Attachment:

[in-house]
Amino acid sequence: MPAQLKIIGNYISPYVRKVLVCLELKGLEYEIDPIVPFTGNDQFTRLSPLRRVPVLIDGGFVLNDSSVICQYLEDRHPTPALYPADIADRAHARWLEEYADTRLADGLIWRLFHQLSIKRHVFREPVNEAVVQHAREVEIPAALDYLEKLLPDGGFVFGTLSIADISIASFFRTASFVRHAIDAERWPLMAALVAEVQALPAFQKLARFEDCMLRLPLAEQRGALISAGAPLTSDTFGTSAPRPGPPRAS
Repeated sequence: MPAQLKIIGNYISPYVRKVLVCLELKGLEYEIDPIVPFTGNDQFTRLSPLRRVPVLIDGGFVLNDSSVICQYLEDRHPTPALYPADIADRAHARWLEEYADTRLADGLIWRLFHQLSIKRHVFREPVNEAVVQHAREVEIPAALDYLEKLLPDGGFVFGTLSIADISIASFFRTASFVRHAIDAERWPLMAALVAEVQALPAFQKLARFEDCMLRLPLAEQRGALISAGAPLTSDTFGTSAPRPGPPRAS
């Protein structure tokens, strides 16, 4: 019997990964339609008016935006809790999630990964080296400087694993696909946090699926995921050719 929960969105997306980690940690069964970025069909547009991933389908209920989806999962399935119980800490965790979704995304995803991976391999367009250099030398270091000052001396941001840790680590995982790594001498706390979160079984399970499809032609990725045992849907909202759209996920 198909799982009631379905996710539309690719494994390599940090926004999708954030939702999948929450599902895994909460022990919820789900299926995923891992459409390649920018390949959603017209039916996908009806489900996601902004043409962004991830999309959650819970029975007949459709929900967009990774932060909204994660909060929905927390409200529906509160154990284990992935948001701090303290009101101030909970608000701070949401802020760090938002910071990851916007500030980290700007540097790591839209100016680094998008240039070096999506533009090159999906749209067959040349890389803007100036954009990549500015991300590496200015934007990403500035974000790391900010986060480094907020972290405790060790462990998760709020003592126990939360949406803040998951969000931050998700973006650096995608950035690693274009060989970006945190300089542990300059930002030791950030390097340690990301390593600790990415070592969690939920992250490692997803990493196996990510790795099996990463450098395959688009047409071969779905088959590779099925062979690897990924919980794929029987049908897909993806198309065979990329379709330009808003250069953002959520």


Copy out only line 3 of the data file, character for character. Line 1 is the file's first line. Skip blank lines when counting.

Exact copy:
Repeated sequence: MPAQLKIIGNYISPYVRKVLVCLELKGLEYEIDPIVPFTGNDQFTRLSPLRRVPVLIDGGFVLNDSSVICQYLEDRHPTPALYPADIADRAHARWLEEYADTRLADGLIWRLFHQLSIKRHVFREPVNEAVVQHAREVEIPAALDYLEKLLPDGGFVFGTLSIADISIASFFRTASFVRHAIDAERWPLMAALVAEVQALPAFQKLARFEDCMLRLPLAEQRGALISAGAPLTSDTFGTSAPRPGPPRAS